Lutein and zeaxanthin are key ocular nutrients found in foods such as leafy green vegetables, eggs and corn. Humans cannot make these nutrients, so we must either consume them from food or supplements.
Lutein and zeaxanthin comprise the macular pigment, protecting photoreceptor cells and the retinal pigmented epithelium (RPE). Lutein and zeaxanthin act as antioxidants and filters of blue light. The average diet in many parts of the world only contains about 1 to 2 mg of lutein and zeaxanthin,1-5 so supplements can fill a gap for eye health.
Help educate your patients on the benefits lutein supplementation to protect their eye health. Order free patient brochures through Kemin.
The topic of blue light is not new to eye care professionals, but attention to the subject has increased in recent years based on the prevalence of digital devices and LED lights. The blue wavelengths of light (400 to 500 nm) emit the highest energy of all visible light and pose the greatest potential for damage to the eye.6 In patients with hyperopia, astigmatism and presbyopia, blue light is focused directly on the macula.11 One recent study by Lin, et al. suggests that ocular damage can be elicited from the light output of a smartphone.12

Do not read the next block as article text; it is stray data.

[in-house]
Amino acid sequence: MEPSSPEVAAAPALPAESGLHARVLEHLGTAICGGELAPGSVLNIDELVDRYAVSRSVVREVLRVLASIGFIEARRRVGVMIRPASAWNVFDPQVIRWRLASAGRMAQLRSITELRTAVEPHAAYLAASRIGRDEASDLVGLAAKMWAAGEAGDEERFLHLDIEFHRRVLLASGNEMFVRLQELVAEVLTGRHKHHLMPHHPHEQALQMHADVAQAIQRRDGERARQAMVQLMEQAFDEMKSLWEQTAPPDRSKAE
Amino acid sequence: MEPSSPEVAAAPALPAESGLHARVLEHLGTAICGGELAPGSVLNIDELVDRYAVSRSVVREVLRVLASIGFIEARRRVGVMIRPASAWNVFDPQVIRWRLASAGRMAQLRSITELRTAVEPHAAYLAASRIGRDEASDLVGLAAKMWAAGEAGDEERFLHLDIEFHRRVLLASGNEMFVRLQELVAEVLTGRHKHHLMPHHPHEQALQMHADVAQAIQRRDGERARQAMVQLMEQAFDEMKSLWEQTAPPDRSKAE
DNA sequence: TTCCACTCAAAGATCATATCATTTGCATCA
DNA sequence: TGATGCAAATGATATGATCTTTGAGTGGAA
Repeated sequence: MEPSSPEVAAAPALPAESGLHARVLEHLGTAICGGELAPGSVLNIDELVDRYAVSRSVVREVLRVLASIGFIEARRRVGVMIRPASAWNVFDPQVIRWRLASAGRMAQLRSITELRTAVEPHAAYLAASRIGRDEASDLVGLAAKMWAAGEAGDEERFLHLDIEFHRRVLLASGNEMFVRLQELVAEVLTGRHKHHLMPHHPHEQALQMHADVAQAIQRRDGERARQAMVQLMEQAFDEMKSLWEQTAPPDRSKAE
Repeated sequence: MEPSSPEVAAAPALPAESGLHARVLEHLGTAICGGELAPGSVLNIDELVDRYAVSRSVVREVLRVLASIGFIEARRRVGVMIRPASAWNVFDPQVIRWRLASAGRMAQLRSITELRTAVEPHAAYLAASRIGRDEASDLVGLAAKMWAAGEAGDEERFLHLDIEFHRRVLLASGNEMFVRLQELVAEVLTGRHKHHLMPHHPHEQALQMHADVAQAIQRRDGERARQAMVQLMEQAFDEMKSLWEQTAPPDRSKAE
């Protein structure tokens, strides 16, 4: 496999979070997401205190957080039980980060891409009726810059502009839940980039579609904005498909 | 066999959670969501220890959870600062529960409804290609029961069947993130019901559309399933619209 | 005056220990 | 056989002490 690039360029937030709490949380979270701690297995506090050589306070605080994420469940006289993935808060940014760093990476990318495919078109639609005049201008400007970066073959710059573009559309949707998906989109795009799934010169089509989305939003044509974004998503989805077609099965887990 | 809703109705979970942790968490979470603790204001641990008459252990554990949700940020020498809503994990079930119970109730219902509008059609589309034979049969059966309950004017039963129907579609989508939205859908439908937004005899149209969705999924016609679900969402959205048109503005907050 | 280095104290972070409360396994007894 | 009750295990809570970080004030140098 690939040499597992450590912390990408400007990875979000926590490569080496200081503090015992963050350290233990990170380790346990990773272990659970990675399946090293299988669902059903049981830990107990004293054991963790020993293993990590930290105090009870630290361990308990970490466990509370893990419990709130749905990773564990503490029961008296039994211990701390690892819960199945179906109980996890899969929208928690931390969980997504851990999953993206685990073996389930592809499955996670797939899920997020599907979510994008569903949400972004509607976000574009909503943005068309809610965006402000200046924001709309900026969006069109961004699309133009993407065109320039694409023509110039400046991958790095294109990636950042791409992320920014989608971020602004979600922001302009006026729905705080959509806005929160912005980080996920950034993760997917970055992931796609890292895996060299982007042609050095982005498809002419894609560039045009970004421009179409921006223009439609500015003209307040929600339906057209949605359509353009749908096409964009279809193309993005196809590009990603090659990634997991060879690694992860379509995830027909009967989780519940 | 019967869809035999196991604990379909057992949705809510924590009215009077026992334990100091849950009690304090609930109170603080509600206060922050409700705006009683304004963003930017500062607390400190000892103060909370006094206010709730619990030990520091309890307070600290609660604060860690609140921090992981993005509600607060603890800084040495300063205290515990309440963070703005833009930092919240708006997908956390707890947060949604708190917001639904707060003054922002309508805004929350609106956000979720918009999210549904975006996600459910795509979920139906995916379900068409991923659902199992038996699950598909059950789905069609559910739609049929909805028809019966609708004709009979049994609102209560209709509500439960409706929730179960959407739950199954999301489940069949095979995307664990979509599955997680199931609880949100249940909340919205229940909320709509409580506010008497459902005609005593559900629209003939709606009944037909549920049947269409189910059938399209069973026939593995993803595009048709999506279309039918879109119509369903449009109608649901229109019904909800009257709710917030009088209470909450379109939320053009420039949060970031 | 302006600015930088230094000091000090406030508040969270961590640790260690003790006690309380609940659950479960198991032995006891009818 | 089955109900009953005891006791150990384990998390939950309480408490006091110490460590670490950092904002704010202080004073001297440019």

Cell cultures and animal models are used to evaluate the direct effects of blue light on ocular health.6-10 For obvious reasons, in humans only self-reported measures of eye strain and digital device use can quantify outcomes from blue light exposure.13 However, in making the case for benefits versus risk, the dietary forms of lutein and zeaxanthin (such as found in FloraGLO® Lutein) have extensive documented benefits for eye and brain health and a clear safety history.14 The case for lutein based on current scientific knowledge outweighs the unanswered questions on the extent of ocular damage from blue light.
One point not in dispute is the incidence of digital device eye strain in the US. In a recent study, 92% of American adults reported at least one symptom from digital devices overuse. The most common reported problem was tired eyes, reported by 81% of respondents.15
The largest study to-date to examine the effects of nutritional supplementation on age-related macular degeneration (AMD) was the Age-Related Eye Disease Study 2 (AREDS2), which was conducted by the US National Eye Institute.
Researchers found that lutein and zeaxanthin (in place of beta-carotene) reduced the risk of progression to advanced AMD by 18 percent. In addition, results showed a 26 percent reduction in the risk of progression to AMD beyond the effects of the previous standard of care in individuals at the lowest versus highest quintile of dietary lutein and zeaxanthin intake.